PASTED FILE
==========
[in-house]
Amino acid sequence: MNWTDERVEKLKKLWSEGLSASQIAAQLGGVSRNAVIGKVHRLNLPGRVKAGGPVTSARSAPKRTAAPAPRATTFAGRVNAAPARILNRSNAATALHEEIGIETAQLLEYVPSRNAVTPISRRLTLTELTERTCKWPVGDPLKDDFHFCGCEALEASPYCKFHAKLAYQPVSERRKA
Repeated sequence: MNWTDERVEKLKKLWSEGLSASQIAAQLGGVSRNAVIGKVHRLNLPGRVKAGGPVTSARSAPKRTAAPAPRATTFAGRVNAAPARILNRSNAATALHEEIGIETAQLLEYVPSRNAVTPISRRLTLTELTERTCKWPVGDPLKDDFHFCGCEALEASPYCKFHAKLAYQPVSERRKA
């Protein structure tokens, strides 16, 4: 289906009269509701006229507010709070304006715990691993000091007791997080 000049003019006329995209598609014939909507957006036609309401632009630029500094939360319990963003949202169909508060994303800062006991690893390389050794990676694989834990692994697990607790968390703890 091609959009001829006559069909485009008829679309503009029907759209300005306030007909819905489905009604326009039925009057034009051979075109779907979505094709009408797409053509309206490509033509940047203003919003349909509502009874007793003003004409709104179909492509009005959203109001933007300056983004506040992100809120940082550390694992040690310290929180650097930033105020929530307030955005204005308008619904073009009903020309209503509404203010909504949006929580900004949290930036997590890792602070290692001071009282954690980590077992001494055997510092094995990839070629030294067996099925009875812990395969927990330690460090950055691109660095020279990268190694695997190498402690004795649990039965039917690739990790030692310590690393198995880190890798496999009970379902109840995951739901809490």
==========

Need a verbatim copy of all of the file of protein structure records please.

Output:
[in-house]
Amino acid sequence: MNWTDERVEKLKKLWSEGLSASQIAAQLGGVSRNAVIGKVHRLNLPGRVKAGGPVTSARSAPKRTAAPAPRATTFAGRVNAAPARILNRSNAATALHEEIGIETAQLLEYVPSRNAVTPISRRLTLTELTERTCKWPVGDPLKDDFHFCGCEALEASPYCKFHAKLAYQPVSERRKA
Repeated sequence: MNWTDERVEKLKKLWSEGLSASQIAAQLGGVSRNAVIGKVHRLNLPGRVKAGGPVTSARSAPKRTAAPAPRATTFAGRVNAAPARILNRSNAATALHEEIGIETAQLLEYVPSRNAVTPISRRLTLTELTERTCKWPVGDPLKDDFHFCGCEALEASPYCKFHAKLAYQPVSERRKA
């Protein structure tokens, strides 16, 4: 289906009269509701006229507010709070304006715990691993000091007791997080 000049003019006329995209598609014939909507957006036609309401632009630029500094939360319990963003949202169909508060994303800062006991690893390389050794990676694989834990692994697990607790968390703890 091609959009001829006559069909485009008829679309503009029907759209300005306030007909819905489905009604326009039925009057034009051979075109779907979505094709009408797409053509309206490509033509940047203003919003349909509502009874007793003003004409709104179909492509009005959203109001933007300056983004506040992100809120940082550390694992040690310290929180650097930033105020929530307030955005204005308008619904073009009903020309209503509404203010909504949006929580900004949290930036997590890792602070290692001071009282954690980590077992001494055997510092094995990839070629030294067996099925009875812990395969927990330690460090950055691109660095020279990268190694695997190498402690004795649990039965039917690739990790030692310590690393198995880190890798496999009970379902109840995951739901809490």